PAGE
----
Which Party Is Better on American Poverty?
I'd like to take a brief break from politics to talk about an actual issue of concern to many religious voters.
Both Republicans and Democrats this year devote extensive portions of their platforms toward helping to alleviate poverty in Africa. The new emphasis in the Republican Platform reflects both George W. Bush's significant work in this area and the seismic shift in the evangelical movement, emphasizing African poverty like never before. This has prompted conservative evangelicals to argue that they care just as much about poverty as liberals, who have been arguing aggressively that the Religious Right agenda misses the voluminous teachings by Jesus about the poor.
But when it comes to American poverty, there are still rather striking differences in the two parties' level of interest, at least judging from the platforms.
For one thing, the Democratic platform has a section called "poverty" and the Republicans doesn't.
To be fair, the Republican Party position has always been that a growing economy, individual initiative and a thriving charitable sector were the most important cures to poverty. So they would argue that the platform planks on tax cuts and energy production would count as anti-poverty measures. Still, it must be said that the Democratic Party platform committee appears to have spent a great deal more time thinking through the implications of policies specifically for the poor. Certainly they've spilled a lot more ink on the subject, devoting about four times as many words to the topic.
For now, I offer no assessment of the quality of their proposals, and note that the volume of words doesn't equate to effectiveness. But I wanted to merely lay out what they had to say. If religious voters are serious about poverty becoming part of the Christian agenda, they need to look at how the parties approach the topic.
Here are excerpts from the two party's platforms related to poverty:
The Republican Party Platform
GOOD PARENTING – "Republicans recognize the importance of having in the home a father and a mother who are married. The two-parent family still provides the best environment of stability, discipline, responsibility, and character. Children in homes without fathers are more likely to commit a crime, drop out of school, become violent, become teen parents, use illegal drugs, become mired in poverty, or have emotional or behavioral problems. We support the courageous efforts of single-parent families to provide a stable home for their children."
JOB TRAINING – "Government can play an important role in addressing economic dislocations by modernizing its re-training and unemployment assistance programs."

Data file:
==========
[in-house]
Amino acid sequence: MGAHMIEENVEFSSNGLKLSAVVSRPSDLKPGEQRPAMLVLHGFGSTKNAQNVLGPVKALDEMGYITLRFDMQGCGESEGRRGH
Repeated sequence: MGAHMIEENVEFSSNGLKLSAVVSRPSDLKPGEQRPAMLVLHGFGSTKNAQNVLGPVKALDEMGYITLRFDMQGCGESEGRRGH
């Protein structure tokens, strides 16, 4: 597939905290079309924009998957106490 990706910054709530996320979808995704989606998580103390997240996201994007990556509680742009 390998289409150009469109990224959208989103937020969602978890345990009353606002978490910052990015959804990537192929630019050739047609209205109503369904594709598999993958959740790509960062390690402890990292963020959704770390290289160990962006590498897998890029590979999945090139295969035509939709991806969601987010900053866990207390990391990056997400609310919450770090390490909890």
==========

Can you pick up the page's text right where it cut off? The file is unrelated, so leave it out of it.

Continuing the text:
FAITH-BASED PROGRAMS - - "Bureaucracy is no longer a credible approach to helping those in need. This is especially true in light of alternatives such as faith-based organizations, which tend to have a greater degree of success than others in dealing with problems such as substance abuse and domestic violence. To accomplish their missions, those groups must be able to rely upon people who share their faith; their hiring must not be subjected to government regulation and mandates."
HEALTH CARE FOR THE POOR - "Our Medicaid obligations will consume $5 trillion over the next ten years. Medicaid now accounts for 20-25 percent of state budgets and threatens to overwhelm state governments for the indefinite future. We can do better
while spending less. A first step is to give Medicaid recipients more health care options. Several states have allowed beneficiaries to buy regular health insurance with their Medicaid dollars. This removes the Medicaid "stamp" from people's foreheads, provides beneficiaries with better access to doctors, and saves taxpayers' money. We must ensure that taxpayer money is focused on caring for U.S. citizens and other individuals in our country legally.
The Democratic Party Platform
POVERTY IN GENERAL -
"When Bobby Kennedy saw the shacks and poverty along the Mississippi Delta, he asked, "How can a country like this allow it?" Forty years later, we're still asking that question. The most American answer we can give is: "We won't allow it." One in eight Americans lives in poverty today all across our country, in our cities, in our suburbs, and in our rural communities.
"Most of these people work but still can't pay the bills. Nearly thirteen million of the poor are children. We can't allow this kind of suffering and hopelessness to exist in our country. It's not who we are. Working together, we can cut poverty in half within ten years. We will provide all our children a world-class education, from early childhood through college. We will develop innovative transitional job programs that place unemployed people into temporary jobs and train them for permanent ones. To help workers share in our country's productivity, we'll expand the Earned Income Tax Credit, and raise the minimum wage and index it to inflation. The majority of adults in poverty are women, and to combat poverty we must work for fair pay, support for mothers, and policies that promote responsible fatherhood. We'll start letting our unions do what they do best again–organize and lift up our workers.
"We'll make sure that every American has affordable health care that stays with them no matter what happens. We will assist American Indian communities, since 10 of the 20 poorest counties in the United States are on Indian lands. We'll bring businesses back to our inner-cities, increase the supply of affordable housing, and establish "promise neighborhoods" that provide comprehensive services in areas of concentrated poverty. These will be based on proven models, such as the Harlem Children's Zone in New York City, which seeks to engage all residents with tangible goals such as attendance at parenting schools, retention of meaningful employment, college for every participating student, and strong physical and mental health outcomes for children.
"The Democratic Party believes that the fight against poverty must be national priority. Eradicating poverty will require the sustained commitment of the President of the United States, and we believe that the White House must offer leadership and resources to advance this agenda."